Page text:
Outside the fact that there is clear evidence that numerous fake accounts were created by Russian operatives that were responsible for inciting an ever growing divide during the United States 2016 Presidential election.
Outside the fact that Facebook is a hub for the ever intensifying usage of "click-bait" and propagating of fake news publication.
Outside the fact that there is a psychological correlation between rampant social media usage and higher instances of depression — especially with the youth.
Outside all of that — I have chosen to delete my facebook account.
Perhaps like a lot of people, I have been contemplating doing so for quite some time.
The reason for quitting the app is a bit deeper than what you might think.
So let's get into it.
The initial thoughts
The beginning of this inquiry was due to the drastic reduction in time I was actually using the platform.
For months, whenever I was opening up the app, I was met with the "red blip" that always noted "99+" notifications.
Contrary to what you might be thinking here — no…I'm not trying to illustrate how popular I may or may not be with the amount of notifications.
I believe that Facebook was sending notifications that really have no credence to my life at all. It would be chalk full of notifications about people who I haven't seen or heard from in months (if not years).
Sure, I could keep up with them and keep up with "The Joneses" however, this didn't interest me much.
As I kept thinking about it, it seemed like more and more I was wasting my time and energy with the platform.
Things started to get deeper
Like many of you who are probably reading this, I consider myself a creative.
I am a writer and I run my own successful monetizing blog, I am a ghostwriter, and I enjoy the occasional creative writing expose.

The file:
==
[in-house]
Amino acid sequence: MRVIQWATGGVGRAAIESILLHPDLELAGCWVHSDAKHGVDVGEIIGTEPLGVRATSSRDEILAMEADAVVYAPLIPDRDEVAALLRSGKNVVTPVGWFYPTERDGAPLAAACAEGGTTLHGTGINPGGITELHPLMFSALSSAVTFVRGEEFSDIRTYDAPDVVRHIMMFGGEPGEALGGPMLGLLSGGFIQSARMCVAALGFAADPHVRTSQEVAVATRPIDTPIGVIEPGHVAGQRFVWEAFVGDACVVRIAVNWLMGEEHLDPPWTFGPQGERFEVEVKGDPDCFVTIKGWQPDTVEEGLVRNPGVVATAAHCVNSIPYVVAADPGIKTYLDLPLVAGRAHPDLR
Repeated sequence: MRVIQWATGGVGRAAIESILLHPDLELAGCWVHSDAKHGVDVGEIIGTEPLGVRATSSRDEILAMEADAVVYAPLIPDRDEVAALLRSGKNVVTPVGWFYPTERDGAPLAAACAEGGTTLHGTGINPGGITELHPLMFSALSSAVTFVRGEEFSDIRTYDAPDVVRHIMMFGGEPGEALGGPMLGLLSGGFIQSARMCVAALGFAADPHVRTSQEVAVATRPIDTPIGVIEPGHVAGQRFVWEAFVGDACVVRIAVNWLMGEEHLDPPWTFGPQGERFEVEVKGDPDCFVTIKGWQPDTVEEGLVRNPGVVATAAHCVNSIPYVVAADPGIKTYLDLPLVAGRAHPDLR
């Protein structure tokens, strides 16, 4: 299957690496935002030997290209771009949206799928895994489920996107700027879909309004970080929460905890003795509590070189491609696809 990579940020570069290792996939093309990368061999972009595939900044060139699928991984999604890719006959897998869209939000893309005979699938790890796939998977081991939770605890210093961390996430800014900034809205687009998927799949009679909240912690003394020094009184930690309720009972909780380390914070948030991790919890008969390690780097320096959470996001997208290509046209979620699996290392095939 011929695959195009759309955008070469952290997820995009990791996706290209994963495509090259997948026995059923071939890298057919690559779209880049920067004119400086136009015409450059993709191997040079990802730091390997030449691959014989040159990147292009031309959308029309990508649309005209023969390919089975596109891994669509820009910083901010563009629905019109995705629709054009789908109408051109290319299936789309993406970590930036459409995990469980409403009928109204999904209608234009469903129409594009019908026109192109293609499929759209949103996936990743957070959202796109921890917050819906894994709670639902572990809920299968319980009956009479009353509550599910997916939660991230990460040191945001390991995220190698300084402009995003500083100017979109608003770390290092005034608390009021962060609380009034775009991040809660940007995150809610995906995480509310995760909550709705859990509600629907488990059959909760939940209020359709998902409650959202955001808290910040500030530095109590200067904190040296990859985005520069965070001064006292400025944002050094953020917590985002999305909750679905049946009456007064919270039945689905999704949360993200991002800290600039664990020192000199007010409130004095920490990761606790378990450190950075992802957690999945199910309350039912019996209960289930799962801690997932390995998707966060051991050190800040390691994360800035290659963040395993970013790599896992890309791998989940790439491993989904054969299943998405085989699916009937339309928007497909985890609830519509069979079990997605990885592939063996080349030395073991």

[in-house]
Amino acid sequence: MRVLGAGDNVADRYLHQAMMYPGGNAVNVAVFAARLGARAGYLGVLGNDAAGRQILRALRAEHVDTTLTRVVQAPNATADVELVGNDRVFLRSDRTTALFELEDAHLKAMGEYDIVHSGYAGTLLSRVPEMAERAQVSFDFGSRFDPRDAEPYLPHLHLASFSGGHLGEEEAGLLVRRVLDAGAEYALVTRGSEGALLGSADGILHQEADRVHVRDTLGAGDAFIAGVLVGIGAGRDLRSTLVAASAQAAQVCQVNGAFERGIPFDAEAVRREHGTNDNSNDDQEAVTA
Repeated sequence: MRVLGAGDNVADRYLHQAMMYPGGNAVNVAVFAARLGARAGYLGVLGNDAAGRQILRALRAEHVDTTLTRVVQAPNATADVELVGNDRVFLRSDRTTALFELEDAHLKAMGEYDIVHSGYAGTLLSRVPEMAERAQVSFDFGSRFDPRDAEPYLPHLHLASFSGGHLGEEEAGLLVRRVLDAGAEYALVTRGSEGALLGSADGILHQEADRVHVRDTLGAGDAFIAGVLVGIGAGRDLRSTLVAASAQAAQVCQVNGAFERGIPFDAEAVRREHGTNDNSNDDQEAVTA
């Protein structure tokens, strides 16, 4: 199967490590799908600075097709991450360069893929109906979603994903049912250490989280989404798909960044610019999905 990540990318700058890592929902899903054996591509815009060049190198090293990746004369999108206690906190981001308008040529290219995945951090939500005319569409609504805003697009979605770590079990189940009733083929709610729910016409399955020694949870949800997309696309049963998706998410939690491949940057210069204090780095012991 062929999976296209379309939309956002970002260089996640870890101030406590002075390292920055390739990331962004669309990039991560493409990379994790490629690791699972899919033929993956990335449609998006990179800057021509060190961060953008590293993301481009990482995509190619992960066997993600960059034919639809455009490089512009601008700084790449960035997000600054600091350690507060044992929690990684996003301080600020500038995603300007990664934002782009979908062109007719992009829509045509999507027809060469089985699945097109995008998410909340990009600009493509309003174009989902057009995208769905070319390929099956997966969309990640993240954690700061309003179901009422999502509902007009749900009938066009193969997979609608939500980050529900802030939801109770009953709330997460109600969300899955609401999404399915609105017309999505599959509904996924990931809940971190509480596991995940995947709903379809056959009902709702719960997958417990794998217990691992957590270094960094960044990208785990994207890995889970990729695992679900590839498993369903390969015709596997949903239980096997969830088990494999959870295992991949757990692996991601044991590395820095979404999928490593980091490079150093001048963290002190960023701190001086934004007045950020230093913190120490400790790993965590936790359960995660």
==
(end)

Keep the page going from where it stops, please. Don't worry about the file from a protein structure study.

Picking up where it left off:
I have read my fair share of books in search of honing in on my creative practices and routines (some that I FULLY recommend are listed below):
“Steal Like An Artist” By Austin Kleon
“The War of Art” By Steven Pressfield
And I started to truly get a notion of what Facebook was doing to my life as a creative.
I was becoming more and more input driven than output driven.
I think this is a pivotal distinction one can make as a creative.
Realizing what's important and what is not
As a creative, one must decide if they are going to take the onslaught of ideas (or as I like to refer to them, "gifts") that cascade his or her consciousness and realize them to the world, or if they are going to let the constant stimuli from outside sources silence their efforts.
In other words…
Are you going to do the work, or are you going to be a product of someone else's?
In a few short years of putting my writing at a paramount in my life and taking the craft seriously, I have come to realize that not much at all can be prioritized above "the work."
And when you come to the realization of this priority, you begin to see that:
Your high school girlfriend's third child doesn't affect your life that much.
The argument between your second cousin and some member of her community doesn't affect your life that much.
Liking the viral video of the wiener-dog wearing a funny Halloween costume doesn't affect your life that much.
But what does affect your life is the exponential time you've wasted over the last week, month and year (or 10 years) while scrolling that appetizing and endless newsfeed that seems to leave you feeling more empty when you finally leave it.
It's your life — it's your call
That subtitle might seem overzealous and hyperbolic.
But have you taken the time to take inventory of all the wasted time that has passed while on Facebook?
Have you taken the time to realize the shortsightedness that you experienced when you felt inadequate because someone hundreds of miles away was perhaps at what appeared to be a joyous event that you weren't?
As a creative — you have one job above all: To do the work.
I think Steven Pressfield (a hero of mine) puts is perfectly with,
"Put your ass where your heart wants to be. By that, I simply mean if you want to paint, put your body in front of an easel. If you want to write, sit in front of a keyboard."
— Steven Pressfield
Get off the web and get in front of whatever medium you need to.
And get to work…
👋🏻Hey there — I’m Jon
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